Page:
hopefully 2022 will be a very good year. alix: a lot of analysts are looking at $90 oil, $100 oil, etc.. if we stay with these levels over the next few months, can you realistically be profitable in the first quarter? gary: it makes it tougher, no question. i think it is $120 million in terms of the increase in fuel cost. the fuel hedge is worth over $900 million, so that will help mitigate the increase is somewhat. but i think we are going to have to continue to do a couple of things. one is we need to restore our capacity to have all of our assets in the air working. number two, we need to deliver a high-quality product, which means we have got to have the right staffing. fuel prices are going to be what they are going to be, so hopefully we can make all of that work sooner than later.
guy: you talk about hiring aggressively at the moment. can you walk me through how challenging that is at the moment? how difficult is it defined the right people to get the aircraft into the air because the aircraft you've already got parked, circa 20 at the moment, up in the air, how big a challenge as it? gary: things have changed. the world has changed under the pandemic or get you all know worldwide what the challenge is with getting people back into the workforce. if you take the u.s. as an example, the participation rate has dropped by several percentage points. we are seeing the same thing both within southwest airlines and out, trying to recruit and hire people. we've hired about 2500 people. our attrition rates are somewhat elevated. we are seeing people out on leaves. of course, there are covid cases
that are influencing all of those things. so it is just a different environment which is why many to adjust our capacity plans accordingly. but we are hiring. we are a very attractive employer. it is a great company. we've got a 50 year history of no furloughs, no pay cuts, no layoffs, and we've got a great future ahead. i am very confident we will do it. we will just have to prove to ourselves the pace that we can hire before we get out there and publish schedules. guy: you are a government contractor. you carry the mail. the president says there is a mandate for people to get vaccinated. you are not so sure. how many of your staff are currently fully vaccinated? how many do using are going to be fully vaccinated by the 24th? if they are not all, what are you going to do? gary: when you say we are not quite so sure, i am very much in favor of getting the world vaccinated, number one, so we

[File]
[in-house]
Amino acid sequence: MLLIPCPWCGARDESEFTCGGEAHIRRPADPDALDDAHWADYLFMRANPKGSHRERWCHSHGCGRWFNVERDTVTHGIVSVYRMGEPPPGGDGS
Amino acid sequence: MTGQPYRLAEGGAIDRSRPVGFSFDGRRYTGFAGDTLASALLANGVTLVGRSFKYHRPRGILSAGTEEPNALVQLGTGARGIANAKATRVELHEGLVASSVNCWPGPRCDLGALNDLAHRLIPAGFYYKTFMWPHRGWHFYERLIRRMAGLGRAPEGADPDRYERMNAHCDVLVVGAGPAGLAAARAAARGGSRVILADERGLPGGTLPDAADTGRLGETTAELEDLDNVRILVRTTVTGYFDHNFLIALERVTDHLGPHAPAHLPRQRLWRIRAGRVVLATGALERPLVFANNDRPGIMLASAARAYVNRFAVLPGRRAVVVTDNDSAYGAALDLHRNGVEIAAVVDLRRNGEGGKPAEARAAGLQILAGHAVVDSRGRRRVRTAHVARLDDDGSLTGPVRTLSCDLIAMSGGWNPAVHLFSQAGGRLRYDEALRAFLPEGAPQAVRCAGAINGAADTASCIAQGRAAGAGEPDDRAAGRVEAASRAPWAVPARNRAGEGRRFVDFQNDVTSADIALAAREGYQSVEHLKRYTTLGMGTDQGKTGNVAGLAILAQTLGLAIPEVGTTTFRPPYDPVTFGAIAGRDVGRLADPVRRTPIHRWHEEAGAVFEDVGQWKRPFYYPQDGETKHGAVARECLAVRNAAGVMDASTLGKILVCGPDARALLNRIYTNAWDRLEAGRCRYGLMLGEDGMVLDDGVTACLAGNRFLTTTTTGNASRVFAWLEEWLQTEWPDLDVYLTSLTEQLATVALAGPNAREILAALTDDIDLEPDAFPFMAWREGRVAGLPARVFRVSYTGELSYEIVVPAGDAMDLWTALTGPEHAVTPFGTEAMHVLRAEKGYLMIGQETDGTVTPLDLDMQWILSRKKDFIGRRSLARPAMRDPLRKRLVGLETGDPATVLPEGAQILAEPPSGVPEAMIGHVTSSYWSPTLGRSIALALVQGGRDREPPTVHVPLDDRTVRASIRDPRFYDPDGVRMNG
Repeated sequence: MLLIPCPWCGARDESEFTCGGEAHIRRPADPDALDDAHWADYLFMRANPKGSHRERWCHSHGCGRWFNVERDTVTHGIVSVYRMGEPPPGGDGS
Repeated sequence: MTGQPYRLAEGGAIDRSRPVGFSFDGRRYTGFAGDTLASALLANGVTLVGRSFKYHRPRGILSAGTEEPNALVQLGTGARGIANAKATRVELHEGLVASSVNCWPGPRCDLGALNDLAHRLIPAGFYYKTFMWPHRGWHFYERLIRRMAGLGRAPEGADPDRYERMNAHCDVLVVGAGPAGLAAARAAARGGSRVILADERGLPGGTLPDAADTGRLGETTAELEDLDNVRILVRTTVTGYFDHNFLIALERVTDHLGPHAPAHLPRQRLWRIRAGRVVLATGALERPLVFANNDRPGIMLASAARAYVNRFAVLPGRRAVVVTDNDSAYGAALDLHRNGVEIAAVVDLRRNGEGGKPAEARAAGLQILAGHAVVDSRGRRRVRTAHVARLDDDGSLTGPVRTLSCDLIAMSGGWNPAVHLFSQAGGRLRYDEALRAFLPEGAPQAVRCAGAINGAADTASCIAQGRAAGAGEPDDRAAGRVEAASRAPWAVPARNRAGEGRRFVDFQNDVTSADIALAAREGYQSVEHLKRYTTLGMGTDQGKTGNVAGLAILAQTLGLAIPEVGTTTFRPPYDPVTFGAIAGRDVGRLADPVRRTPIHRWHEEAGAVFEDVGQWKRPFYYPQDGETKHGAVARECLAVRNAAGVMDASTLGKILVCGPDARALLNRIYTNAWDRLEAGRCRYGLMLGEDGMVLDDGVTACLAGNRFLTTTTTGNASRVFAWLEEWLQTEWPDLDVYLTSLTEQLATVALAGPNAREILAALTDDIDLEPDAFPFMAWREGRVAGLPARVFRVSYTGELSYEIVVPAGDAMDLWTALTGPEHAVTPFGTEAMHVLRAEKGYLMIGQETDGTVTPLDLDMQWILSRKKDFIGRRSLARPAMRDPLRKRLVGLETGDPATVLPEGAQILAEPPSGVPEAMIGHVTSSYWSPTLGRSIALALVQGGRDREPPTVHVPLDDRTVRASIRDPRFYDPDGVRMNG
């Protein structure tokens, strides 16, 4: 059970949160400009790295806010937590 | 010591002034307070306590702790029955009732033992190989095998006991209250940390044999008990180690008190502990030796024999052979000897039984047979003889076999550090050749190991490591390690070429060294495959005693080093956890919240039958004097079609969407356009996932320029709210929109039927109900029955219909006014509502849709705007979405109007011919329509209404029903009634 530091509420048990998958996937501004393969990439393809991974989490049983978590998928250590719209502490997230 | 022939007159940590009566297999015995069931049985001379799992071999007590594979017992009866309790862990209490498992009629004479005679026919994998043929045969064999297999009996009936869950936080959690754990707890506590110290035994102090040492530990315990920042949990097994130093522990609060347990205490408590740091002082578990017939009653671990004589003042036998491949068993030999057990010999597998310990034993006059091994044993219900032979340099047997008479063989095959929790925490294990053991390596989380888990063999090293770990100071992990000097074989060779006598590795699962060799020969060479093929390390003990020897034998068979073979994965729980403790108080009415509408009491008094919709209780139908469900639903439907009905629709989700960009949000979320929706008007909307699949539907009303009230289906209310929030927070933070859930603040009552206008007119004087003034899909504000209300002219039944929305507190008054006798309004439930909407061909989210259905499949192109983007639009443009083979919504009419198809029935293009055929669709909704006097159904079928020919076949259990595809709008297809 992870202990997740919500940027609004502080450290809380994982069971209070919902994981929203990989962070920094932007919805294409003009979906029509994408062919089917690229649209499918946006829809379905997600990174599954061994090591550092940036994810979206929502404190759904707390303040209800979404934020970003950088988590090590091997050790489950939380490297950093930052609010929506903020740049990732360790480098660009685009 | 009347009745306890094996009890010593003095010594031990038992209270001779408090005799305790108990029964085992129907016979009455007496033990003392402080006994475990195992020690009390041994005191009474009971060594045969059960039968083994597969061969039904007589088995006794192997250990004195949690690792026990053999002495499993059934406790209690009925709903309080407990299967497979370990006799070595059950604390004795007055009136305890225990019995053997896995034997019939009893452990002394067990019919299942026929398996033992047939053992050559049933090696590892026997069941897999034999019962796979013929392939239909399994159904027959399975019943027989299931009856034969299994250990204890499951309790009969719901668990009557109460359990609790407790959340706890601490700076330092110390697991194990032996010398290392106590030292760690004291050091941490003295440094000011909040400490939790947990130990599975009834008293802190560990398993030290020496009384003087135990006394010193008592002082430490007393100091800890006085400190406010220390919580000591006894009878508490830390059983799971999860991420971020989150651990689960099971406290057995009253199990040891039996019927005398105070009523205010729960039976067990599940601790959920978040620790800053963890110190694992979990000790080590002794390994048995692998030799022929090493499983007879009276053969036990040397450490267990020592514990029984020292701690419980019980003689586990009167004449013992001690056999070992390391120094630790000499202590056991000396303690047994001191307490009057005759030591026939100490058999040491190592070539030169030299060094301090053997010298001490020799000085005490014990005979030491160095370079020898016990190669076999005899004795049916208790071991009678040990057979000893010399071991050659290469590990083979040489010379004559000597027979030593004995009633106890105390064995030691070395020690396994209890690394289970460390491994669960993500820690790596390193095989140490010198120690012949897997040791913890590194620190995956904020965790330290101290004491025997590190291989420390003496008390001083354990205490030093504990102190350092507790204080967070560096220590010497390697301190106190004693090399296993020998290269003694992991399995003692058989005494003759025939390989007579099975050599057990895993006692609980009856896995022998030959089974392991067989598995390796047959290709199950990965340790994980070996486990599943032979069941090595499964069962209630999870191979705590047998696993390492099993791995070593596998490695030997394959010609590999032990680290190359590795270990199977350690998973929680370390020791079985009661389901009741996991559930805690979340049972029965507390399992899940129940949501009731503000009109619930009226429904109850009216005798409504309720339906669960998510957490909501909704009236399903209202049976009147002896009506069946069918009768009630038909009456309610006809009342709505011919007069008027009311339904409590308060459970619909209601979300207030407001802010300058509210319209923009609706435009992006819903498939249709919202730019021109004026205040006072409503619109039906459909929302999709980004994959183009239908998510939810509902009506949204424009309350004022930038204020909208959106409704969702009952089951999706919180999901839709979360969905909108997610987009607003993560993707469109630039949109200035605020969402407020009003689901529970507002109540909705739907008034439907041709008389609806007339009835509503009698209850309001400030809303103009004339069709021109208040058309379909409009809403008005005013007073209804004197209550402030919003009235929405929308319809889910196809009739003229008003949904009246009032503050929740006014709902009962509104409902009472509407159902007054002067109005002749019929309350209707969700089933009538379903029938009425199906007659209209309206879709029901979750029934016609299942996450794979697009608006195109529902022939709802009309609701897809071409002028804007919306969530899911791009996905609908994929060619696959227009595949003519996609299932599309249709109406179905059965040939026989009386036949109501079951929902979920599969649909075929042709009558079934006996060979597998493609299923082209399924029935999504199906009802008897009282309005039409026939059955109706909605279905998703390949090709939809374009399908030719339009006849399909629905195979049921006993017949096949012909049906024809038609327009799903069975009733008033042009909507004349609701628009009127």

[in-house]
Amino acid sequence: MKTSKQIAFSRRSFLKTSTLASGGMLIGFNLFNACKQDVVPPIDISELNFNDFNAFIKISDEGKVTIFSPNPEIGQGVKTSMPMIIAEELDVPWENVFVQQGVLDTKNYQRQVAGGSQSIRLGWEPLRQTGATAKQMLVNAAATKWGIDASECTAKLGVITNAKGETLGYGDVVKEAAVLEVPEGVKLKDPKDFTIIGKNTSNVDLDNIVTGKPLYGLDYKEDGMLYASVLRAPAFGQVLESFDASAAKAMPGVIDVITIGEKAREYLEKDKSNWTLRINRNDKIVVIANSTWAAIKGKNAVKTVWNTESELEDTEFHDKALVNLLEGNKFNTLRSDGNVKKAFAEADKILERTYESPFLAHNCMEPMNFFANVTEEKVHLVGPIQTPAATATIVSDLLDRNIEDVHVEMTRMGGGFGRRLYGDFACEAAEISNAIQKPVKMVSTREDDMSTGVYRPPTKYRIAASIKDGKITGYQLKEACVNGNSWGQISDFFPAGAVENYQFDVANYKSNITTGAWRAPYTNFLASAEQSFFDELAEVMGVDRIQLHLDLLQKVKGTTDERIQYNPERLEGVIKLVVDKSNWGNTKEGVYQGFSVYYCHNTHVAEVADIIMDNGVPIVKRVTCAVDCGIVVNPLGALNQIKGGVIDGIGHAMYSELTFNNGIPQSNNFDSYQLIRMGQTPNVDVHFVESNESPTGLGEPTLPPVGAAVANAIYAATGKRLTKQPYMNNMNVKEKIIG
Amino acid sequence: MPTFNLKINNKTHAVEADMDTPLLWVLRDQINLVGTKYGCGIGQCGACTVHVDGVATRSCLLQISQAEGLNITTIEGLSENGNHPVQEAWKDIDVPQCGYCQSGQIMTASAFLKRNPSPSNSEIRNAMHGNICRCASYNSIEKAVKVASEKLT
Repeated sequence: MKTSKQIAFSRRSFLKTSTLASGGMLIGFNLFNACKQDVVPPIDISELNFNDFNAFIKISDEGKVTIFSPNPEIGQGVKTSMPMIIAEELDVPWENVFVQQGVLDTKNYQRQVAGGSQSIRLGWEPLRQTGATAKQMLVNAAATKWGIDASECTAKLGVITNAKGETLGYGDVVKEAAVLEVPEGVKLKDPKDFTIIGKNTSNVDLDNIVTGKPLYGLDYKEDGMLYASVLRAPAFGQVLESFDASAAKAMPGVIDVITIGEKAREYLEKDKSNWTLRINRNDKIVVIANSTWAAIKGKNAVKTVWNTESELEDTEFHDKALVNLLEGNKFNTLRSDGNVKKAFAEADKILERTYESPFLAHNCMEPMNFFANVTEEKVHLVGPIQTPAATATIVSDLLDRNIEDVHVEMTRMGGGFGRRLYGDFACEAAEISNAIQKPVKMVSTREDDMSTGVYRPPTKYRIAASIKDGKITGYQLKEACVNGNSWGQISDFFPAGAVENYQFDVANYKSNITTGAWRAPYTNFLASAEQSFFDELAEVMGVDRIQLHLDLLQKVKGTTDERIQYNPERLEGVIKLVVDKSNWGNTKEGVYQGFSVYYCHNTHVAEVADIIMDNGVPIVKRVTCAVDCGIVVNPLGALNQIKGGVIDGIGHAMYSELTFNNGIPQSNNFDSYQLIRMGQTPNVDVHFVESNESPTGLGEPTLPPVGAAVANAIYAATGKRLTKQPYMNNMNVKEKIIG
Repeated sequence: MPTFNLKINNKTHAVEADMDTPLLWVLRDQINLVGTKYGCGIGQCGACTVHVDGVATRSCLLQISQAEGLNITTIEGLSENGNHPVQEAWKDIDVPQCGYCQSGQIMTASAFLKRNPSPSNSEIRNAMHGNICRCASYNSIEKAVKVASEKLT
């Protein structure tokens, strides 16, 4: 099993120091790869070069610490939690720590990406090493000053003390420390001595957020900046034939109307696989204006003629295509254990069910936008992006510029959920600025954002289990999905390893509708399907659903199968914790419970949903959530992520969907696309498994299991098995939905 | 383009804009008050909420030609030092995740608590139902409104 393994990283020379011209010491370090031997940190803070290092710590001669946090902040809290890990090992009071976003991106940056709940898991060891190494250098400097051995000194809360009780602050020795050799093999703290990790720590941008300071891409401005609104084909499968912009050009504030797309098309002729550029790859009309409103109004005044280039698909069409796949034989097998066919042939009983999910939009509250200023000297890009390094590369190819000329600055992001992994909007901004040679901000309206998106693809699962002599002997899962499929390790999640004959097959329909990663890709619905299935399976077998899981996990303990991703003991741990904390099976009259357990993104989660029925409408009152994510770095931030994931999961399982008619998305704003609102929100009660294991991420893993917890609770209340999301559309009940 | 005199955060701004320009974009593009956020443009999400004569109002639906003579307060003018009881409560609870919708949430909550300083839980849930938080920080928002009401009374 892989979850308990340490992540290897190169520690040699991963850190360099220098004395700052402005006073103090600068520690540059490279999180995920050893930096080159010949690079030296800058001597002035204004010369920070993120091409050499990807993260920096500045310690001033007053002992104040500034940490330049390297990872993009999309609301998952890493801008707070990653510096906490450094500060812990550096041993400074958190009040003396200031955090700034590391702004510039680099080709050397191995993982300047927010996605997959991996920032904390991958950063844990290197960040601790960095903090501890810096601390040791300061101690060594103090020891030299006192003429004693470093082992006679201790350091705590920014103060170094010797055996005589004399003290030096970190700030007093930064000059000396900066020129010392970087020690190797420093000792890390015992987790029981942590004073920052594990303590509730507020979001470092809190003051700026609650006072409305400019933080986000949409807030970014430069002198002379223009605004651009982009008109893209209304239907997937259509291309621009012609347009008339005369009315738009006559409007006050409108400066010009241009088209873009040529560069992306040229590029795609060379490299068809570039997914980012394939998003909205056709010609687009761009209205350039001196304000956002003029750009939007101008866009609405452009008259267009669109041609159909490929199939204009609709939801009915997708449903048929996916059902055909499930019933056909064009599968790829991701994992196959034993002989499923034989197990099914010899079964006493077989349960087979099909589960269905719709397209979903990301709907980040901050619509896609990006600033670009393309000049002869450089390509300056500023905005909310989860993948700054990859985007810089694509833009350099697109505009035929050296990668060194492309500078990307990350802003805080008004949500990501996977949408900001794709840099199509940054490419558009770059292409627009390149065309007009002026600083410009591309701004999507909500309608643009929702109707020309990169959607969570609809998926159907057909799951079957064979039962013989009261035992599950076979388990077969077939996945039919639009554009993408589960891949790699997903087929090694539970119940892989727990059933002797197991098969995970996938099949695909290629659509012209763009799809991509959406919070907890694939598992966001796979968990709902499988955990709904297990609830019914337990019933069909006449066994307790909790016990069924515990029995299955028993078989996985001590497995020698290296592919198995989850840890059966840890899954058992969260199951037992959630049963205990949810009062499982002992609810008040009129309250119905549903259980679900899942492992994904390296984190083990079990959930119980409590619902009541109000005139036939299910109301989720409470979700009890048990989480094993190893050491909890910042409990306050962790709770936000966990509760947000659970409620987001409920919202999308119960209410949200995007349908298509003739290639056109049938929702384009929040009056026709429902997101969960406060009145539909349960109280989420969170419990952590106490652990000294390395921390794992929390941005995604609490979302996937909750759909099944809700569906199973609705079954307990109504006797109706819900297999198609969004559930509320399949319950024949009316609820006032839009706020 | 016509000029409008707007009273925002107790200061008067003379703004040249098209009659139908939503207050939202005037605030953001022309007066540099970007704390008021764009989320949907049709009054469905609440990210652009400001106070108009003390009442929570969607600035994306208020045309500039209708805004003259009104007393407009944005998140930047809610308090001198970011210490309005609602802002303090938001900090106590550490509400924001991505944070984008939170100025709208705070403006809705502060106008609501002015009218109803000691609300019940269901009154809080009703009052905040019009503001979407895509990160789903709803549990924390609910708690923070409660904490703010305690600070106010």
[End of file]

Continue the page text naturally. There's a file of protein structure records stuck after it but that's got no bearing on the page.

can defeat this pandemic. at the same time as the leader of our company, i don't feel like i should impose my will on others and force them to get vaccinated. so we are going to start from that position area we are a government contractor, and you are right, there is an executive order that mandates that our employees be vaccinated. so we are going to do everything we can come our best efforts to comply with that executive order. the date is november 24. we are making good progress in encouraging our employees to get vaccinated. if they can't get vaccinated, we are encouraging them to seek accommodation for religious or medical reasons. we will see where we get to on november 24. the white house is sort of evolving the requirements to comply with the executive order, and we are going to do the bare minimum to comply, if you will, because it is not our purpose to